A DVD review from The Movie Snob.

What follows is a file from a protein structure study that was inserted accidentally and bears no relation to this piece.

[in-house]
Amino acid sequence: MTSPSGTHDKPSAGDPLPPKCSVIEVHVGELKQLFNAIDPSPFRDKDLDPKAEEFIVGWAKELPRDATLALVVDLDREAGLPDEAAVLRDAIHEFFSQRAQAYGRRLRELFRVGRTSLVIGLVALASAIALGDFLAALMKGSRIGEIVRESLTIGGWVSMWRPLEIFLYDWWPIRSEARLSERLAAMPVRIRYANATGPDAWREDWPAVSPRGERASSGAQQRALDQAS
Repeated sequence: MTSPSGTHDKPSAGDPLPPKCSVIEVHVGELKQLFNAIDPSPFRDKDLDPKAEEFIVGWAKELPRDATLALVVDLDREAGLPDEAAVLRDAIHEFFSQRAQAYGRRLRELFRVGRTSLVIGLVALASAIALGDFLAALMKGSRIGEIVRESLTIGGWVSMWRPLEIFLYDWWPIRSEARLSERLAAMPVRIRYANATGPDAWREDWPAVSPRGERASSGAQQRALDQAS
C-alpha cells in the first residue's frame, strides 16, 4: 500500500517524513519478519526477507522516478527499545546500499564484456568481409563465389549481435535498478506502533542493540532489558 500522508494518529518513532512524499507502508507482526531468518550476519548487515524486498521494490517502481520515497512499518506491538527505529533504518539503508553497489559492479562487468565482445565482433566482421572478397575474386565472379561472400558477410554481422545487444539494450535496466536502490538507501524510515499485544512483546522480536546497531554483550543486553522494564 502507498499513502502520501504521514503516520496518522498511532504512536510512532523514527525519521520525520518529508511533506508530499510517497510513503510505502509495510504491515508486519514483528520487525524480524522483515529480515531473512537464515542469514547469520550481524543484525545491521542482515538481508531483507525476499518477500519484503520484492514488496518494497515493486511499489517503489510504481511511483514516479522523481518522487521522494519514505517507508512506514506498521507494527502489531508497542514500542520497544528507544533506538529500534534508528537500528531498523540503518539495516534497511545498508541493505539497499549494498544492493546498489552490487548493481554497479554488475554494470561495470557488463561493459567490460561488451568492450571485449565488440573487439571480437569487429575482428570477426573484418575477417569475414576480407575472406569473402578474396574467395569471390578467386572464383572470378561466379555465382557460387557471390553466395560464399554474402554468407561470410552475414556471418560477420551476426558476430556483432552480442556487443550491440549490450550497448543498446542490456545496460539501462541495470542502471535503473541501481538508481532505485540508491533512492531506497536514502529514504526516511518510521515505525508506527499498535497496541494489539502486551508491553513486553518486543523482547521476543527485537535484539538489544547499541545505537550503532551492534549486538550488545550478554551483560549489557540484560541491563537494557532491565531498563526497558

Schindler’s List (A-). I did not get around to seeing the winner of the 1994 Oscar for Best Picture until last night — I had bought the DVD years ago, but could never bring myself to watch it. It is, of course, as good and as powerful as I had expected it to be. A young Liam Neeson (Clash of the Titans) plays Oskar Schindler, an amoral, womanizing entrepreneur who moves to Krakow, Poland, and hatches a very successful plan to profit from WWII by using cheap Jewish laborers to manufacture things for the German army. Gradually, his eyes are opened to the Nazi horror, and by the end of the movie he has spent his entire fortune on the bribes necessary to save the lives of some 1,100 Jews. Neeson turns in a fine performance (Tom Hanks beat him out for the Best Actor Oscar for Philadelphia), as does a young Ralph Fiennes (Wrath of the Titans) as Amon Goeth, the psychotic Nazi commandant of the labor camp outside Krakow. (Tommy Lee Jones beat Fiennes for the Best Supporting Actor Oscar for The Fugitive.) Ebert included Schindler’s List in his first book The Great Movies, and with good reason.